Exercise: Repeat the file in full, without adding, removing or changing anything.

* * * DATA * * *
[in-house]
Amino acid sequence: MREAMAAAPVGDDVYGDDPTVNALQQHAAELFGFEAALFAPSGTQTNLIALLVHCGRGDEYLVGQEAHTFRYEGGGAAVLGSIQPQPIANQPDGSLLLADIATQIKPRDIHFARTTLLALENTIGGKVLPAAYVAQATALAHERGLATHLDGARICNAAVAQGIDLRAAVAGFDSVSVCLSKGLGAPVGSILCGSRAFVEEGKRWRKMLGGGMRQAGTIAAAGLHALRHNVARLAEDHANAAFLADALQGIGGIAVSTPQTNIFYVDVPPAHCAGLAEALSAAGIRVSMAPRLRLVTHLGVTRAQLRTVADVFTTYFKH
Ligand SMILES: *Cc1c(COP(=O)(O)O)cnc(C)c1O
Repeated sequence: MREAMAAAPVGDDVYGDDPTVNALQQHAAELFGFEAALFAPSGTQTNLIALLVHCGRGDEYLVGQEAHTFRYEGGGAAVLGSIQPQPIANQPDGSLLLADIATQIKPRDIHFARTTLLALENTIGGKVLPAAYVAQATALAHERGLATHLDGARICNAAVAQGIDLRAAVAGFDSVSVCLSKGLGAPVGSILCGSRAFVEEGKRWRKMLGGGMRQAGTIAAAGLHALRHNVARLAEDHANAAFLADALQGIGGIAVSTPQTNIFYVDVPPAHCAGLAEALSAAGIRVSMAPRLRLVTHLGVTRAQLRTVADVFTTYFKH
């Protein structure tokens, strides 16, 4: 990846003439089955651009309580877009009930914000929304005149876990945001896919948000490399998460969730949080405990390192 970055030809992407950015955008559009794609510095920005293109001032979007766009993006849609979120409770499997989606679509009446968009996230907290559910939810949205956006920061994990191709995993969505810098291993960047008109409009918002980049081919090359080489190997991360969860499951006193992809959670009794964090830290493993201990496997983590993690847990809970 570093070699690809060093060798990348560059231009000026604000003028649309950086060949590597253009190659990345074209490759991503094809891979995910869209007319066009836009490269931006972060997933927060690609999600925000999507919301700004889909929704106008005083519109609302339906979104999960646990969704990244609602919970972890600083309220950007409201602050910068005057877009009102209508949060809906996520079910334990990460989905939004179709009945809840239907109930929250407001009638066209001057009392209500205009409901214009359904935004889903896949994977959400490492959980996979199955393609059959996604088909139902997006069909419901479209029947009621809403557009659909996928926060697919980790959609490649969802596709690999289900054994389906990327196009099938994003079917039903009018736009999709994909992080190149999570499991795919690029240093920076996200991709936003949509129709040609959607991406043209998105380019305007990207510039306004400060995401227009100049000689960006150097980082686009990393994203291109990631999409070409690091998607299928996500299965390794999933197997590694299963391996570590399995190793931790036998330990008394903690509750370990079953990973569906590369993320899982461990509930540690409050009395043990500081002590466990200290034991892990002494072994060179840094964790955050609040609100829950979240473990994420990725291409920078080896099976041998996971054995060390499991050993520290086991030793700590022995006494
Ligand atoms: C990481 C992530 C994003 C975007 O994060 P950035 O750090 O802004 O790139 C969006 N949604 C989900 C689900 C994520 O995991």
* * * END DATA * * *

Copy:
[in-house]
Amino acid sequence: MREAMAAAPVGDDVYGDDPTVNALQQHAAELFGFEAALFAPSGTQTNLIALLVHCGRGDEYLVGQEAHTFRYEGGGAAVLGSIQPQPIANQPDGSLLLADIATQIKPRDIHFARTTLLALENTIGGKVLPAAYVAQATALAHERGLATHLDGARICNAAVAQGIDLRAAVAGFDSVSVCLSKGLGAPVGSILCGSRAFVEEGKRWRKMLGGGMRQAGTIAAAGLHALRHNVARLAEDHANAAFLADALQGIGGIAVSTPQTNIFYVDVPPAHCAGLAEALSAAGIRVSMAPRLRLVTHLGVTRAQLRTVADVFTTYFKH
Ligand SMILES: *Cc1c(COP(=O)(O)O)cnc(C)c1O
Repeated sequence: MREAMAAAPVGDDVYGDDPTVNALQQHAAELFGFEAALFAPSGTQTNLIALLVHCGRGDEYLVGQEAHTFRYEGGGAAVLGSIQPQPIANQPDGSLLLADIATQIKPRDIHFARTTLLALENTIGGKVLPAAYVAQATALAHERGLATHLDGARICNAAVAQGIDLRAAVAGFDSVSVCLSKGLGAPVGSILCGSRAFVEEGKRWRKMLGGGMRQAGTIAAAGLHALRHNVARLAEDHANAAFLADALQGIGGIAVSTPQTNIFYVDVPPAHCAGLAEALSAAGIRVSMAPRLRLVTHLGVTRAQLRTVADVFTTYFKH
């Protein structure tokens, strides 16, 4: 990846003439089955651009309580877009009930914000929304005149876990945001896919948000490399998460969730949080405990390192 970055030809992407950015955008559009794609510095920005293109001032979007766009993006849609979120409770499997989606679509009446968009996230907290559910939810949205956006920061994990191709995993969505810098291993960047008109409009918002980049081919090359080489190997991360969860499951006193992809959670009794964090830290493993201990496997983590993690847990809970 570093070699690809060093060798990348560059231009000026604000003028649309950086060949590597253009190659990345074209490759991503094809891979995910869209007319066009836009490269931006972060997933927060690609999600925000999507919301700004889909929704106008005083519109609302339906979104999960646990969704990244609602919970972890600083309220950007409201602050910068005057877009009102209508949060809906996520079910334990990460989905939004179709009945809840239907109930929250407001009638066209001057009392209500205009409901214009359904935004889903896949994977959400490492959980996979199955393609059959996604088909139902997006069909419901479209029947009621809403557009659909996928926060697919980790959609490649969802596709690999289900054994389906990327196009099938994003079917039903009018736009999709994909992080190149999570499991795919690029240093920076996200991709936003949509129709040609959607991406043209998105380019305007990207510039306004400060995401227009100049000689960006150097980082686009990393994203291109990631999409070409690091998607299928996500299965390794999933197997590694299963391996570590399995190793931790036998330990008394903690509750370990079953990973569906590369993320899982461990509930540690409050009395043990500081002590466990200290034991892990002494072994060179840094964790955050609040609100829950979240473990994420990725291409920078080896099976041998996971054995060390499991050993520290086991030793700590022995006494
Ligand atoms: C990481 C992530 C994003 C975007 O994060 P950035 O750090 O802004 O790139 C969006 N949604 C989900 C689900 C994520 O995991």